The blue planet

The mysterious world in hyperspace

The game will let the player know when the ship’s hyperdrive is repaired, after which they can set a hyperspace destination within fuel range and jump to (relative) safety. Of course, the jump is preceded by the usual ten second count down.


Five times during the game, the MSX Elite pilot is asked to do a mission. They are always announced when the player docks at a station. The first time, it mentions a prototype of a naval ship has been stolen. The player has to find it and destroy it. First, they need to follow the directions given to them after landing at each station they visit. This goes on for a while, after this instruction will follow: “There is a nasty and hostile ship here.” After taking off, the player will be attacked by a Constrictor, the prototype of the ship in question. When successful, a bounty is paid.

The second mission will provide the player with a naval energy unit, which will greatly enhance their ship’s lasers. For this, they need to transport Thargoid battleship blueprints to another station. Despite reassurances to the contrary, the pilot will meet heavy Thargoid resistance. For the third mission, the player already needs to have a galactic hyperdrive. They are told the local sun will go supernova, so the station’s inhabitants have to be evacuated. Payment is 50 Kg worth of jewels. Like any mission, the player can, of course, decide not to bother, in which case an insult follows, like for this particular mission, the one cited above.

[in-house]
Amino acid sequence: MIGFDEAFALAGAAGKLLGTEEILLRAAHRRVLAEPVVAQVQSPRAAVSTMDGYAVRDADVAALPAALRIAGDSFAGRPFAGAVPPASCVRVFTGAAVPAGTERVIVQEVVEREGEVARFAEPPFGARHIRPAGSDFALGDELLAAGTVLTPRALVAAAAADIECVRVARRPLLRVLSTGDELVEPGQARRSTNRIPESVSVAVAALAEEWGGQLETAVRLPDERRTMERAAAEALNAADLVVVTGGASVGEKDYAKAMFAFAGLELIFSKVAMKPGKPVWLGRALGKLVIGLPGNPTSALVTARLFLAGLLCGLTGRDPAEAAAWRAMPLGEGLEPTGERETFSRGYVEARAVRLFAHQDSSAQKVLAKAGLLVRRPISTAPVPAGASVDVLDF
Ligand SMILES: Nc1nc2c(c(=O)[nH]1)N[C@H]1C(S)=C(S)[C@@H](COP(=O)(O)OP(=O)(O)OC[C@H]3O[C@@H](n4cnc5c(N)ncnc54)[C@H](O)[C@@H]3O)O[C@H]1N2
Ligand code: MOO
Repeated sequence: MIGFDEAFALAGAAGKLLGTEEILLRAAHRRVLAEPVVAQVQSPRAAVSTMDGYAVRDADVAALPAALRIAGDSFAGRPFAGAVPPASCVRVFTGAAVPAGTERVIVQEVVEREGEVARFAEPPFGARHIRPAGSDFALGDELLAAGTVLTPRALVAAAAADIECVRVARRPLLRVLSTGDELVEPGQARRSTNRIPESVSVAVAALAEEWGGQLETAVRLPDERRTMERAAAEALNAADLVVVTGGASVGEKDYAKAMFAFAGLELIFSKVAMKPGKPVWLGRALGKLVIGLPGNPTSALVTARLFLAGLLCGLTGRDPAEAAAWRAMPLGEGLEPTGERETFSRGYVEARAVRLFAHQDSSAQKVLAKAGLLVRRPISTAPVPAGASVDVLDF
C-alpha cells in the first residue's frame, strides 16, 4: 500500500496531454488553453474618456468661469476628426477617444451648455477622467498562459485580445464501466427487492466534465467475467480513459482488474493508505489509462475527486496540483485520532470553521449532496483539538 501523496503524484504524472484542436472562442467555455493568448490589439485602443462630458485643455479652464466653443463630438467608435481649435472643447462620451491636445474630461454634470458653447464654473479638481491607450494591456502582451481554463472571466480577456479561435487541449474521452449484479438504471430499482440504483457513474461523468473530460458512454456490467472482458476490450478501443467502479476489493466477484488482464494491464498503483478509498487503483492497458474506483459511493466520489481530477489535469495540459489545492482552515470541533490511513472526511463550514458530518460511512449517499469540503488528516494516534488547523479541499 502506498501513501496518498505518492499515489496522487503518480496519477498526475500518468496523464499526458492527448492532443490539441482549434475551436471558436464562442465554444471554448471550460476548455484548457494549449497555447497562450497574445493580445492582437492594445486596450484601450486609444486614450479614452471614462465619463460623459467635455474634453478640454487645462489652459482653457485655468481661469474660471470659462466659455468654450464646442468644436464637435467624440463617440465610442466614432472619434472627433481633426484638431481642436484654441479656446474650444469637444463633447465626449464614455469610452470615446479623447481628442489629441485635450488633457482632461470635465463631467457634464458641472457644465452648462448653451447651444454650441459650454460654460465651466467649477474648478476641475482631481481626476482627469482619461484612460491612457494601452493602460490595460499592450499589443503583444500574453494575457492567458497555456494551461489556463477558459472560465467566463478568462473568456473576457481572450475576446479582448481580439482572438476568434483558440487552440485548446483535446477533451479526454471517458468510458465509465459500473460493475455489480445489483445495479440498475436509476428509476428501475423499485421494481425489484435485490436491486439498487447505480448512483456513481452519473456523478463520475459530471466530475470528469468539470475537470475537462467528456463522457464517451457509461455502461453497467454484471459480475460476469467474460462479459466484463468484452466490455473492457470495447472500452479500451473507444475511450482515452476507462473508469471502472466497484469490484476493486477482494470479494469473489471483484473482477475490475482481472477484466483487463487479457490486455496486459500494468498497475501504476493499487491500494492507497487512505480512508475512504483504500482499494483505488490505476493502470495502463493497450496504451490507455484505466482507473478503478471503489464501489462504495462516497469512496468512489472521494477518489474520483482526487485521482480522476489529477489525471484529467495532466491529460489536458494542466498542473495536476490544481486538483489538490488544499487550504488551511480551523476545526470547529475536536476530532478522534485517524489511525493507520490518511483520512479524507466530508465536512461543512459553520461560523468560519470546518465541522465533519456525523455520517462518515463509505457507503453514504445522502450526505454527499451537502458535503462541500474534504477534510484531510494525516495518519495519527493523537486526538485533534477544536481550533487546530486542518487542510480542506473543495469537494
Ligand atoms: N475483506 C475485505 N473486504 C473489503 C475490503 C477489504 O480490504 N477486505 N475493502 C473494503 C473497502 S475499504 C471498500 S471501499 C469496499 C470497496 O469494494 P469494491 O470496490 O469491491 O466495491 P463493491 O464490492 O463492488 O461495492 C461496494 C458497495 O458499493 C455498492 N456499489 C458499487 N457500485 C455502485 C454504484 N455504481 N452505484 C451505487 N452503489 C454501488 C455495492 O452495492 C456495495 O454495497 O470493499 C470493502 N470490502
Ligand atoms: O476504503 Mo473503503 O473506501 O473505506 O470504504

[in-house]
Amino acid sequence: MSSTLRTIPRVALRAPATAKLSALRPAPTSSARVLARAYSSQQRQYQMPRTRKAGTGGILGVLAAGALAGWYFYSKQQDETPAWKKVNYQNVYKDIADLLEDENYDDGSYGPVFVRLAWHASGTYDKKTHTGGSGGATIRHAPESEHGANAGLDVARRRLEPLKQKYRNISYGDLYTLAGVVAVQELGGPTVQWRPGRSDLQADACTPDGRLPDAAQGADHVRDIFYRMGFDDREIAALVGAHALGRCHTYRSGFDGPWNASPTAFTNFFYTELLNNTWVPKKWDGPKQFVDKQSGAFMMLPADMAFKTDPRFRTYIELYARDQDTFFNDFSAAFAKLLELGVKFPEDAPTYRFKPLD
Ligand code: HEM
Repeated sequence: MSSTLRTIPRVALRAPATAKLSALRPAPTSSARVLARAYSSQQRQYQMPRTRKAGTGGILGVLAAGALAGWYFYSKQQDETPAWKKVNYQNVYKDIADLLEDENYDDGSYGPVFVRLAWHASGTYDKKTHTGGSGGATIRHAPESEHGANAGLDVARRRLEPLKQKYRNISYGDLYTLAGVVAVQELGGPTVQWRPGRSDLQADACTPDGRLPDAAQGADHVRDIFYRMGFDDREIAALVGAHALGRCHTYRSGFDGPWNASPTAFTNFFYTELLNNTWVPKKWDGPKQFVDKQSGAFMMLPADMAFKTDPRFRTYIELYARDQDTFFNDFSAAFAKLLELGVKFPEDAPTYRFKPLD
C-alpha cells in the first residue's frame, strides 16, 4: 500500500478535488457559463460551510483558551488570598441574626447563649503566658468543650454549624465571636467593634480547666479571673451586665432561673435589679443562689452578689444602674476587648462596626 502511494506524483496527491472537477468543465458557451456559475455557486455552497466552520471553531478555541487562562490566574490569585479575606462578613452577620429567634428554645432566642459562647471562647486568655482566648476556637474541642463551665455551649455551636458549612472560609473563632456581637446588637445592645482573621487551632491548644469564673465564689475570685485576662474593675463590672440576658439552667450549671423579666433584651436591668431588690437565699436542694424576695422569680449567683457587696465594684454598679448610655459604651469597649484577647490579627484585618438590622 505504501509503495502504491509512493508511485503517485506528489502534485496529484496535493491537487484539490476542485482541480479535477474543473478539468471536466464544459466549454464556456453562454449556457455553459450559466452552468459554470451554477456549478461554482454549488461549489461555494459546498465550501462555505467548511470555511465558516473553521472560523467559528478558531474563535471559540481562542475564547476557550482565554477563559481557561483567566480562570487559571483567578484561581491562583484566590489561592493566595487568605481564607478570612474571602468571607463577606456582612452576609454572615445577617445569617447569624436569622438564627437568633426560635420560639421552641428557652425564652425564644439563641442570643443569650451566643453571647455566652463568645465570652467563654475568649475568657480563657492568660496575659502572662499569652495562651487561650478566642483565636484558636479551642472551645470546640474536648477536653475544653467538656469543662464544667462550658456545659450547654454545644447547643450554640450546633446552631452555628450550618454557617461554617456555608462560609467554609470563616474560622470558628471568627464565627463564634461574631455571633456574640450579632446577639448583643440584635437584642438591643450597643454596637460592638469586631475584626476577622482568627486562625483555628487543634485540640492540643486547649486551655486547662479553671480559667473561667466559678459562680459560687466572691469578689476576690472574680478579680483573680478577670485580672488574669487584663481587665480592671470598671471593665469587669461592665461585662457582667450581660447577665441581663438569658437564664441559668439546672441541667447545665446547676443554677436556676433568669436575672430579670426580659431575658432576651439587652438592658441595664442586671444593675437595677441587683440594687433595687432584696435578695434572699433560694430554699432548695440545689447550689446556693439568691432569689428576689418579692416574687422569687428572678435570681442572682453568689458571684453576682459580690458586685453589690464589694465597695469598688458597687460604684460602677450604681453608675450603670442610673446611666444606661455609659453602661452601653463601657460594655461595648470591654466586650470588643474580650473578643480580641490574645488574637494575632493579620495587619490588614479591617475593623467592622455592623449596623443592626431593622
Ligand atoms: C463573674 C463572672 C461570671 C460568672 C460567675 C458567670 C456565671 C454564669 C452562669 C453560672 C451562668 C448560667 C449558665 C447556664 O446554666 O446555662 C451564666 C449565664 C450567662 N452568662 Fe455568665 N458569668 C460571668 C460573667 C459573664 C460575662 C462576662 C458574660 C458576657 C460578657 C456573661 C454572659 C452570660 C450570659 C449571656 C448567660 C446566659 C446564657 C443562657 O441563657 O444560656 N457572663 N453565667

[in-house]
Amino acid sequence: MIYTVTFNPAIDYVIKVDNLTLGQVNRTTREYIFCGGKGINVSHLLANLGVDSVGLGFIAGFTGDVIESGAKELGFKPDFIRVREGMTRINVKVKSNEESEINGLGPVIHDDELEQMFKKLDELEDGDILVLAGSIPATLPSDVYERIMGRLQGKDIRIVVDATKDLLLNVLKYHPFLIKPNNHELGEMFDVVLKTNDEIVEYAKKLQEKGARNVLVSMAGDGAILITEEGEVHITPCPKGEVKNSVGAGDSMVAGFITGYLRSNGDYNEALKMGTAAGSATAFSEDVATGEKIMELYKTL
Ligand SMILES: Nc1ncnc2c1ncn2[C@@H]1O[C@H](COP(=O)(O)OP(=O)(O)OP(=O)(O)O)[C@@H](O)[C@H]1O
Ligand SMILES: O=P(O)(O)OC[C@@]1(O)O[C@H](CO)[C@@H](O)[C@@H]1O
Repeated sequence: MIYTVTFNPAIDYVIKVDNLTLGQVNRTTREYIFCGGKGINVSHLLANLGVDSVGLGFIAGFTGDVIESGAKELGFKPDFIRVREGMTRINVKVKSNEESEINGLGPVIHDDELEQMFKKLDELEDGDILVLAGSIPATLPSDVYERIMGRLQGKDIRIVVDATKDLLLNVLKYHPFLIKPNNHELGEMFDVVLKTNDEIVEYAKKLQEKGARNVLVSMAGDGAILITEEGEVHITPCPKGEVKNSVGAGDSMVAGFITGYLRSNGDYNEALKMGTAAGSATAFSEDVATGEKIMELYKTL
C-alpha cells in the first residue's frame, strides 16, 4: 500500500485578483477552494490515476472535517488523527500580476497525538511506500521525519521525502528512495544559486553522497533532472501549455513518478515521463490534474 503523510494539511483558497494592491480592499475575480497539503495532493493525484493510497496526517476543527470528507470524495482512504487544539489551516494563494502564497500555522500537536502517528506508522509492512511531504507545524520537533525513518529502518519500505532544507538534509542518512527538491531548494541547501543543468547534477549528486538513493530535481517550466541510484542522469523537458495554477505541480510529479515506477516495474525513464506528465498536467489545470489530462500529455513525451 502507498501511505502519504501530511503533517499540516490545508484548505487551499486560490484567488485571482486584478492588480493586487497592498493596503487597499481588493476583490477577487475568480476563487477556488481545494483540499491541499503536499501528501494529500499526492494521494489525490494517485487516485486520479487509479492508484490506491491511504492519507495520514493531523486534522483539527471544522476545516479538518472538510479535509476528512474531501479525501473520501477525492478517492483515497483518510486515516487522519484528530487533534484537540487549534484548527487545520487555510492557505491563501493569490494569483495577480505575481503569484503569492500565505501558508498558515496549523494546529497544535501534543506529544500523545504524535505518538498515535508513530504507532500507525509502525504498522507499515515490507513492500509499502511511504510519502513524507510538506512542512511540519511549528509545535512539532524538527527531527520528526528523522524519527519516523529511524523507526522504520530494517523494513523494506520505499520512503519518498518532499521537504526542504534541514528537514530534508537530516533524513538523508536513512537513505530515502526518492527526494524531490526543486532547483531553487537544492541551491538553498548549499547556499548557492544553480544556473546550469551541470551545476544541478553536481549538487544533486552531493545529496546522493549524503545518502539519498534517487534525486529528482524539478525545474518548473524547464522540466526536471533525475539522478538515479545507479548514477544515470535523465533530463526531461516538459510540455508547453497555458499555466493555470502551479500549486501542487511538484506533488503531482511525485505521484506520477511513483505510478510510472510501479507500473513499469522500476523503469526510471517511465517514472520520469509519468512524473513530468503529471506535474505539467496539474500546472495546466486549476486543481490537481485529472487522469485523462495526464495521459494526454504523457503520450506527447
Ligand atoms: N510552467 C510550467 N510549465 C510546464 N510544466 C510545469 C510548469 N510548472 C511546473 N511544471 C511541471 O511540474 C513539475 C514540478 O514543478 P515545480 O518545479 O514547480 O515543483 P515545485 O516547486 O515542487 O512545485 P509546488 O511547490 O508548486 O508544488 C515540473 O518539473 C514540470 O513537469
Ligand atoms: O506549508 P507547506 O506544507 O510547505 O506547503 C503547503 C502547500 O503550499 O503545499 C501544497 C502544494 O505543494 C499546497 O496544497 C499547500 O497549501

The fourth mission is more of a special event than a mission. After exiting of hyperspace, the pilot will be attacked by a ship identifying as a Cougar. The Cougar is equipped with a cloaking device that makes it invisible to both the player’s eyes and their radar. After destroying, pick up the container it leaves behind. It contains the cloaking device.

Two groups of pirates attacking

Two pirate groups of four each, rapidly depleting front shields and only three missiles left

The cloaking device is a bit odd. When switching it on, one would expect enemies to keep firing on the pilot’s last known location, at least until they stop hitting anything. Then, as soon as the player starts firing, they would again know the location of their target. Instead, when the cloaking device is on, all enemies instantly stop firing, even if the player fires at them. Using the cloaking device costs a lot of energy, which adds a limit to its usage.